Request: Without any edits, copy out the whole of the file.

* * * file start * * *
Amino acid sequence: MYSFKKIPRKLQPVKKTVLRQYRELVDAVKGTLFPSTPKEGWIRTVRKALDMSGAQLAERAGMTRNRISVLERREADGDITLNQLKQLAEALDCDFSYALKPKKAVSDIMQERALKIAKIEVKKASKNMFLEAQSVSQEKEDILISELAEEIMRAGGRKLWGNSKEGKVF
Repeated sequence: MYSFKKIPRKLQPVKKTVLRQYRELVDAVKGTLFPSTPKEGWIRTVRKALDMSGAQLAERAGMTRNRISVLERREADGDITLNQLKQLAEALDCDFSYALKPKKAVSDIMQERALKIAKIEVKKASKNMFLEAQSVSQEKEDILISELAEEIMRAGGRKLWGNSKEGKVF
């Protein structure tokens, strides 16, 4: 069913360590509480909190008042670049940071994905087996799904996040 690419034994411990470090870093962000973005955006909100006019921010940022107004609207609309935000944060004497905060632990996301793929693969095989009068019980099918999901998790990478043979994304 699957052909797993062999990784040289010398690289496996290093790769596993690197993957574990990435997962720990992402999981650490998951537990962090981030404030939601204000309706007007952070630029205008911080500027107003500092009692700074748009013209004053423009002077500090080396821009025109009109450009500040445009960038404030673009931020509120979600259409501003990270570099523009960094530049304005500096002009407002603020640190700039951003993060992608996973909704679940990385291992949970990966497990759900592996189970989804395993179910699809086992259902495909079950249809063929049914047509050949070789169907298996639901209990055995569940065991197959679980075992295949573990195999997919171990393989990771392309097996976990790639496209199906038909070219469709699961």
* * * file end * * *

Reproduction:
Amino acid sequence: MYSFKKIPRKLQPVKKTVLRQYRELVDAVKGTLFPSTPKEGWIRTVRKALDMSGAQLAERAGMTRNRISVLERREADGDITLNQLKQLAEALDCDFSYALKPKKAVSDIMQERALKIAKIEVKKASKNMFLEAQSVSQEKEDILISELAEEIMRAGGRKLWGNSKEGKVF
Repeated sequence: MYSFKKIPRKLQPVKKTVLRQYRELVDAVKGTLFPSTPKEGWIRTVRKALDMSGAQLAERAGMTRNRISVLERREADGDITLNQLKQLAEALDCDFSYALKPKKAVSDIMQERALKIAKIEVKKASKNMFLEAQSVSQEKEDILISELAEEIMRAGGRKLWGNSKEGKVF
């Protein structure tokens, strides 16, 4: 069913360590509480909190008042670049940071994905087996799904996040 690419034994411990470090870093962000973005955006909100006019921010940022107004609207609309935000944060004497905060632990996301793929693969095989009068019980099918999901998790990478043979994304 699957052909797993062999990784040289010398690289496996290093790769596993690197993957574990990435997962720990992402999981650490998951537990962090981030404030939601204000309706007007952070630029205008911080500027107003500092009692700074748009013209004053423009002077500090080396821009025109009109450009500040445009960038404030673009931020509120979600259409501003990270570099523009960094530049304005500096002009407002603020640190700039951003993060992608996973909704679940990385291992949970990966497990759900592996189970989804395993179910699809086992259902495909079950249809063929049914047509050949070789169907298996639901209990055995569940065991197959679980075992295949573990195999997919171990393989990771392309097996976990790639496209199906038909070219469709699961």